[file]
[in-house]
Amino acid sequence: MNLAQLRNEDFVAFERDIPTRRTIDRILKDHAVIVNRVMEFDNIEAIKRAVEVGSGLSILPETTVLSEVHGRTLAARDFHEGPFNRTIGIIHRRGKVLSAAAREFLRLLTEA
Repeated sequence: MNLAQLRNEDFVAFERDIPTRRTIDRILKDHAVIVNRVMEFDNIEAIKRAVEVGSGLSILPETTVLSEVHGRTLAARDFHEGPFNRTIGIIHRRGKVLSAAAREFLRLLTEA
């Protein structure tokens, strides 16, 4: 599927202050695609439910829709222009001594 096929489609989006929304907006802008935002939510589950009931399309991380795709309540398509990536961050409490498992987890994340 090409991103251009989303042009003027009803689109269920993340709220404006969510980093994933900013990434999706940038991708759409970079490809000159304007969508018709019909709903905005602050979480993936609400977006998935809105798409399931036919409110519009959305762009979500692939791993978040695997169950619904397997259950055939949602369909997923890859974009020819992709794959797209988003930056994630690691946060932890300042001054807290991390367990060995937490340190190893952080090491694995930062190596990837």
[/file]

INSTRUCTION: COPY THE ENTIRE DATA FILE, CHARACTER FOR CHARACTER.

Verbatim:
[in-house]
Amino acid sequence: MNLAQLRNEDFVAFERDIPTRRTIDRILKDHAVIVNRVMEFDNIEAIKRAVEVGSGLSILPETTVLSEVHGRTLAARDFHEGPFNRTIGIIHRRGKVLSAAAREFLRLLTEA
Repeated sequence: MNLAQLRNEDFVAFERDIPTRRTIDRILKDHAVIVNRVMEFDNIEAIKRAVEVGSGLSILPETTVLSEVHGRTLAARDFHEGPFNRTIGIIHRRGKVLSAAAREFLRLLTEA
């Protein structure tokens, strides 16, 4: 599927202050695609439910829709222009001594 096929489609989006929304907006802008935002939510589950009931399309991380795709309540398509990536961050409490498992987890994340 090409991103251009989303042009003027009803689109269920993340709220404006969510980093994933900013990434999706940038991708759409970079490809000159304007969508018709019909709903905005602050979480993936609400977006998935809105798409399931036919409110519009959305762009979500692939791993978040695997169950619904397997259950055939949602369909997923890859974009020819992709794959797209988003930056994630690691946060932890300042001054807290991390367990060995937490340190190893952080090491694995930062190596990837």